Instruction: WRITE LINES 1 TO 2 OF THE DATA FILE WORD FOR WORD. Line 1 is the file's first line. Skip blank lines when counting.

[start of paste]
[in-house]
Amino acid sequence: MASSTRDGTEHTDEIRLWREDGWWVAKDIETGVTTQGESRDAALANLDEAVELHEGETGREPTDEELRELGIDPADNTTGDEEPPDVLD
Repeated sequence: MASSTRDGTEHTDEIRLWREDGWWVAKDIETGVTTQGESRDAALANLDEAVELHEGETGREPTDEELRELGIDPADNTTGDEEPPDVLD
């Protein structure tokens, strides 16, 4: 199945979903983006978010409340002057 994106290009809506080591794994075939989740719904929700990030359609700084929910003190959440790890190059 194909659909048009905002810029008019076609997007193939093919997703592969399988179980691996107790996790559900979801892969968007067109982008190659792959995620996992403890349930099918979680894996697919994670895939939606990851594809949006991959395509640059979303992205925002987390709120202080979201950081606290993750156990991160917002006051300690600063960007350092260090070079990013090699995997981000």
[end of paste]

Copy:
[in-house]
Amino acid sequence: MASSTRDGTEHTDEIRLWREDGWWVAKDIETGVTTQGESRDAALANLDEAVELHEGETGREPTDEELRELGIDPADNTTGDEEPPDVLD